Home > Austenland (Austenland #1)(4)

Austenland (Austenland #1)(4)
Shannon Hale

“Su-per.” He gave her two thumbs-up and held them there, smiling, his eyes unblinking. After a few moments, Jane cringed. What did he want her to do? Was she supposed to high-five his thumbs? Touch thumb-pad to thumb-pad? Or did he just leave them there so long for emphasis?

The silence quivered. At last Jane opted for raising her own thumbs in a mirror of the Todd salute.

“All right, my lady Jane.” He nodded, still with the thumbs up, and kept them up as he walked away. At least he hadn’t asked her out again. Why was it that when she was aching for a man, everyone was married, but when she was giving them up, so many men were so awkwardly single?

As soon as Todd’s cologne faded down the hall, Jane Googled Pembrook Park. There were parks by that name scattered across the United States, but nothing Austen and nothing English. A couple of cryptic mentions in blogs seemed to touch Jane’s Pembrook, such as a blogger named tan’n’fun, “Back from Pembrook Park, my second year. Even better than the first, especially the ball. . . but I signed a confidentiality agreement, so that’s all I’ll say publicly.” No Wikipedia article about the elusive locale. No photos. This was the Area 51 of vacation resorts.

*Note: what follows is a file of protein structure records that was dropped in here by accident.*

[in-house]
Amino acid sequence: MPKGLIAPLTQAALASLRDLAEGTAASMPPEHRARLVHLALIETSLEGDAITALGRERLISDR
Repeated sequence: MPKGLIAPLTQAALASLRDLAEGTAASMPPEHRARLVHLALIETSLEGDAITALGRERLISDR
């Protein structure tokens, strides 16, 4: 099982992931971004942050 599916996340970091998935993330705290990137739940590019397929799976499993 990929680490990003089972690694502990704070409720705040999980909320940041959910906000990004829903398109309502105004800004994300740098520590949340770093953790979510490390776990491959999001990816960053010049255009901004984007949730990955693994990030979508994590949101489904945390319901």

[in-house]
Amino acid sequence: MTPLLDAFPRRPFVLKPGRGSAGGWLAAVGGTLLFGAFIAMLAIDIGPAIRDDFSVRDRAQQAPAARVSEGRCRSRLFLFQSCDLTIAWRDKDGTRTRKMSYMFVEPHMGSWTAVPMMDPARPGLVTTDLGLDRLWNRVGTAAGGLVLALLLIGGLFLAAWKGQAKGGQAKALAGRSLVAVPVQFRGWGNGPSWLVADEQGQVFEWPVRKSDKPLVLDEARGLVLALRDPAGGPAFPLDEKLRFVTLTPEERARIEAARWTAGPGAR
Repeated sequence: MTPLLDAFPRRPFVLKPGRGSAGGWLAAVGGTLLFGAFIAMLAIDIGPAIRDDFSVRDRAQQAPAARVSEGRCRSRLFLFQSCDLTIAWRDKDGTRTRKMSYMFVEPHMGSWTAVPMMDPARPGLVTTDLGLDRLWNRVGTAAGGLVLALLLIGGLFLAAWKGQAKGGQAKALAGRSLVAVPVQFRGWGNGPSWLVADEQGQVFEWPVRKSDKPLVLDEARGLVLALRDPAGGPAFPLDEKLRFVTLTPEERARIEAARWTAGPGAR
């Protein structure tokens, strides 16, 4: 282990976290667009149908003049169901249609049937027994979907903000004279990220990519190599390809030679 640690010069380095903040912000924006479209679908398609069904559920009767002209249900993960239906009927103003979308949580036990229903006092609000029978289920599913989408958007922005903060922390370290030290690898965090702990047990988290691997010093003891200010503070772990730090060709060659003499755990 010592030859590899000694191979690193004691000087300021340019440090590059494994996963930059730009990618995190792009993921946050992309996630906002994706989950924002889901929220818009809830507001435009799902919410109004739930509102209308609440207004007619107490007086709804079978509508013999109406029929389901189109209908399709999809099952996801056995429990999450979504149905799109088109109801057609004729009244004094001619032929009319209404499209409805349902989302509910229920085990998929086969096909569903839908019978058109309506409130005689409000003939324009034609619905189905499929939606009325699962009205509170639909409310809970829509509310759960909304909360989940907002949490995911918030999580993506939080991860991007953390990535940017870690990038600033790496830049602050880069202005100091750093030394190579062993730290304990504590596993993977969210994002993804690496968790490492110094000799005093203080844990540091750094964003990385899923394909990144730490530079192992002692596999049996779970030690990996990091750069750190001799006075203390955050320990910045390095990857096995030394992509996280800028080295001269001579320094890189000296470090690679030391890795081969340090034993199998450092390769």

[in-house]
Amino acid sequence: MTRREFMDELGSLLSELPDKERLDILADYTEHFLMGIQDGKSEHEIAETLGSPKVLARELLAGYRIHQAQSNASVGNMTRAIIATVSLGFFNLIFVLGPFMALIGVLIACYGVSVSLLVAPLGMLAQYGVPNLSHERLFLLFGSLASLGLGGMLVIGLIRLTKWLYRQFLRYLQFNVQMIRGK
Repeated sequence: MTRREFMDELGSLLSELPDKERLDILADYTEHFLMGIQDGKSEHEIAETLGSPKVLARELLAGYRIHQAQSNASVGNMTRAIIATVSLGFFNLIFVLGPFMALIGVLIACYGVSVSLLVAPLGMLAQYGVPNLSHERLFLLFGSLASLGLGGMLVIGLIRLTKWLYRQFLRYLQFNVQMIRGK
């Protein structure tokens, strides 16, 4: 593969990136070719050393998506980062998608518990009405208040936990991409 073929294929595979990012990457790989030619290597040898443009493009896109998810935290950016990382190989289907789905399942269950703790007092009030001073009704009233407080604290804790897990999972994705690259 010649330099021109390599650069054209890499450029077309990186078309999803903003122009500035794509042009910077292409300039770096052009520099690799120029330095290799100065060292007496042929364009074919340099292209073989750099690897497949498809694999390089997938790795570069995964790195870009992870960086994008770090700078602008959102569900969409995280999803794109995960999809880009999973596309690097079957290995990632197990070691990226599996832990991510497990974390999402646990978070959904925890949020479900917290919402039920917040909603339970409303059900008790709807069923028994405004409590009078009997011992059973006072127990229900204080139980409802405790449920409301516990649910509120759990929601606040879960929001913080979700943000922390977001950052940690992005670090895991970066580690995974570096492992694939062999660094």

She banged her head lightly on the monitor.

The question Should I go? limped after her all afternoon. Jane certainly had the vacation hours saved up. She had an impressive benefits package including three weeks off a year, and she rarely went on holiday (note: she used the British word for “vacation” in her thoughts, an early sign that she’d already decided to go).

And besides: Nonrefundable. It was a good, solid word, one you couldn’t chew, one that only dissolved after sucking slowly.

Jane argued with her thoughts and her thoughts argued back while she searched through stock photo databases for Todd’s basically super project. Search words: smiling woman. 2,317 results, way too many to scan through. Narrow search results: smiling business-woman. 214 results. Narrow search results: smiling businesswoman twenties.

And suddenly, there was Jane’s face on her own monitor, as photographed by exboyfriend #7, the delinquent artist. She’d stumbled across it before. In her line of work, it was hard not to view every stock photo in the digital empire at least twice. But this was really bad timing. Here she was, dizzy with thoughts of her own stupidity and vulnerability and all other Dr. Phil-ness, and to suddenly confront her own face years younger. . . well, ick, an unpleasant reminder that she was just as stupid and vulnerable back then. She hadn’t changed. She’d been standing knee-deep in the same romance mud for years and she didn’t even care anymore.

The photo array completed and two train rides later, Jane plopped down on Molly’s couch in Brooklyn, keeping one eye on the twins battling over blocks, the other eye ensconced in a throw pillow. She held her arm straight up and waved the brochure like a surrender flag. Molly pulled it out of her hand and read it.

“So it’s come to this,” Molly said.

“Help,” Jane squeaked.